Last week I gave you this mystery object supplied by Dr David Hone:
This is the premaxilla of a fish, but that doesn’t narrow things down much, since there are 28,000 species of bony fish, leaving a huge range of possibilities.
There were several suggestions of Wolf Fish, which is what I originally thought it was myself, but that’s not what it is. Then the suggestions of various Wrasse species started cropping up – which is a lot more likely.
My first look at Wrasse teeth came when I tried to identify the fish used in the Horniman’s Merman:
There are a lot of Wrasse, over 600 species in fact, so it can be hard to narrow down the species, especially when few comparative specimens are available.
One very helpful osteology resource for identifying fish from their bony bits is Osteobase which lets you pick a bone and start making comparisons. It’s worth keeping in mind that you need to really explore the taxonomic tree on the left of the page to get a real appreciation of how useful it is – so for example, after selecting the premaxilla, if you look at the Perciformes (the Order containing the Wrasse) you see a huge range of premaxilla specimens that help narrow down the bone you’re trying to identify.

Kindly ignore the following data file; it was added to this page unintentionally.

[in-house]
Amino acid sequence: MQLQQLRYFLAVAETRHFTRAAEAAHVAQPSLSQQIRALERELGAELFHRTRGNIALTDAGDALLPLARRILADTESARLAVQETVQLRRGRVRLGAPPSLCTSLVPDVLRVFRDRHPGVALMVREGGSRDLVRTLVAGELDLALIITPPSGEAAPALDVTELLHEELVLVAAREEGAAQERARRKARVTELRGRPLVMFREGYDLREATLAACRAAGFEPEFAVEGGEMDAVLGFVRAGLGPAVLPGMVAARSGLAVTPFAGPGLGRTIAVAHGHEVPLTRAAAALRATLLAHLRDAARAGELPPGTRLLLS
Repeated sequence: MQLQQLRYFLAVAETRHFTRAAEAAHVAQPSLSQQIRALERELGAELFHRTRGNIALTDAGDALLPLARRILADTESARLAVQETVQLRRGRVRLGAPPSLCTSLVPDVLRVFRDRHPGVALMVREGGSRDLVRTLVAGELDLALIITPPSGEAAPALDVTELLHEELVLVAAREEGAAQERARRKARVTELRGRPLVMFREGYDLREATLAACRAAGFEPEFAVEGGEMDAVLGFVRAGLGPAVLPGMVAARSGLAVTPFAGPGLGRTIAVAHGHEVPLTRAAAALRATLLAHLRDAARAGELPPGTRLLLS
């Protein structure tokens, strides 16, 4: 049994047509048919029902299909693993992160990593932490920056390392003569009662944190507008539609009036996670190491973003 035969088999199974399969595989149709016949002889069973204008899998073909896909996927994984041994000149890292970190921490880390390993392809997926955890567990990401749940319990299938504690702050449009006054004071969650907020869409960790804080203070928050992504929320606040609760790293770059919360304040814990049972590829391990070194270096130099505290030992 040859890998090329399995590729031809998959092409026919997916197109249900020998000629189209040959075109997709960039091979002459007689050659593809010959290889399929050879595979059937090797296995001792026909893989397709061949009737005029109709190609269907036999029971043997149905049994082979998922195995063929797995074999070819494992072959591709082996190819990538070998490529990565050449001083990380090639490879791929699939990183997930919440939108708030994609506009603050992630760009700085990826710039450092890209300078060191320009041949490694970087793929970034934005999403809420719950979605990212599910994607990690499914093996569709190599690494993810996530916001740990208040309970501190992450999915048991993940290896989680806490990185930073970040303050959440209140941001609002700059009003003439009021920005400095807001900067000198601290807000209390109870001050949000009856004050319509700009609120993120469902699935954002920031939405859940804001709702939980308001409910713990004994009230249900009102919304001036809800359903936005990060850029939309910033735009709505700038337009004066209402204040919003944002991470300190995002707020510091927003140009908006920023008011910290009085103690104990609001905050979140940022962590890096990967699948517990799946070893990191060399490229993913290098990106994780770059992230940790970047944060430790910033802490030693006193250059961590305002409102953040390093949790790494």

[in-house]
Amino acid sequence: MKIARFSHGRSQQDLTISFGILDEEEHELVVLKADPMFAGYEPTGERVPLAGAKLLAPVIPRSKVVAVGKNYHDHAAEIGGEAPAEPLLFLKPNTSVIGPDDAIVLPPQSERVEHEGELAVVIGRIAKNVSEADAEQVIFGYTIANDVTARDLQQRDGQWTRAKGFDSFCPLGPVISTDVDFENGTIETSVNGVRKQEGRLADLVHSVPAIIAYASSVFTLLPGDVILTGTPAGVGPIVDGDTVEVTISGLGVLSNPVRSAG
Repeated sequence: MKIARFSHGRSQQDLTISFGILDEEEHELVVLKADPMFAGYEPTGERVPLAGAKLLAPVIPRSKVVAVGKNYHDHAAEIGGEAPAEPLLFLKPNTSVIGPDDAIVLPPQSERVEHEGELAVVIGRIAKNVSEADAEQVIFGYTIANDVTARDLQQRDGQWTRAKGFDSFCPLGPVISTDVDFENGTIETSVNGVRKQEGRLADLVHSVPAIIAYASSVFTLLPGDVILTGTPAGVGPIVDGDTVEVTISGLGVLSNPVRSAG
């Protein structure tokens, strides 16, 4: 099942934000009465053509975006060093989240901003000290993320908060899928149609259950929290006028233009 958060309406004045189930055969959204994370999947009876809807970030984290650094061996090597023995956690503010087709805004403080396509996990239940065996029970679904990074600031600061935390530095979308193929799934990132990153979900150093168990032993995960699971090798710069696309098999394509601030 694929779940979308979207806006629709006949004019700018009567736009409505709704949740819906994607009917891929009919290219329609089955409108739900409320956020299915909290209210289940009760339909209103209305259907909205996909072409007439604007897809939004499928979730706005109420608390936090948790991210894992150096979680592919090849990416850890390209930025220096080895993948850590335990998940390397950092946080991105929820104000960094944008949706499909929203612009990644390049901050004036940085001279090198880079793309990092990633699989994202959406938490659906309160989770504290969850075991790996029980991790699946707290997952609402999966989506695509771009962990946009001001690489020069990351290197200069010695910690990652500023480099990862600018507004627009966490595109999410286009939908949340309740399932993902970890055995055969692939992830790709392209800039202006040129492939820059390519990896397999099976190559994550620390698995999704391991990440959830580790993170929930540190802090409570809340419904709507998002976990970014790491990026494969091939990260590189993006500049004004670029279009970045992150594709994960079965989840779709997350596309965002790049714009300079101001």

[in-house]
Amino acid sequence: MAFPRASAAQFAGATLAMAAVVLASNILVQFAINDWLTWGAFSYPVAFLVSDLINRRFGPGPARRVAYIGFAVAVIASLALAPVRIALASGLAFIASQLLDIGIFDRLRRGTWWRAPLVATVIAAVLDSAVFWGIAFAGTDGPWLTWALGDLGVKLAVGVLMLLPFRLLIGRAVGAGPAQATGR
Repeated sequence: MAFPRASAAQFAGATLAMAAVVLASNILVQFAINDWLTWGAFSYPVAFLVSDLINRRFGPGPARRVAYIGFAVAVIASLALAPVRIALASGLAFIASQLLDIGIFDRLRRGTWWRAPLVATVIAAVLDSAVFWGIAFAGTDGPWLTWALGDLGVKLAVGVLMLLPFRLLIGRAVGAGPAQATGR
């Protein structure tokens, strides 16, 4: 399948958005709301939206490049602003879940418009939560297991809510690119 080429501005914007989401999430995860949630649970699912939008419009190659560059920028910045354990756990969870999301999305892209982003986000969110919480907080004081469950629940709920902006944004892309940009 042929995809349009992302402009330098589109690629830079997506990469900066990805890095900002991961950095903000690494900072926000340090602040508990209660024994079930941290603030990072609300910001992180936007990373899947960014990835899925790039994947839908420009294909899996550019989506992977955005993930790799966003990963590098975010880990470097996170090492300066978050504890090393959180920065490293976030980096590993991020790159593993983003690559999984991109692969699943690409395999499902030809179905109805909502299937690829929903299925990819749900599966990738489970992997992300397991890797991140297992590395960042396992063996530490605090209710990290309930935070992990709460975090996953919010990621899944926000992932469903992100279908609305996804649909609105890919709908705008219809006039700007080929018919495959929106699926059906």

This clearly shows that the Labridae is definitely the right family for the mystery object and the Mexican Hogfish Bodianus diplotaenia (Gill, 1862) is a very close match.
So congratulations to Richard Lawrence who I think has it right, especially since the specimen was found within the range of this species. I hope you all enjoyed the challenge!
Thanks for this, Paolo. I thought it might be a wrasse, or that it might be a cichlid. So not too far out.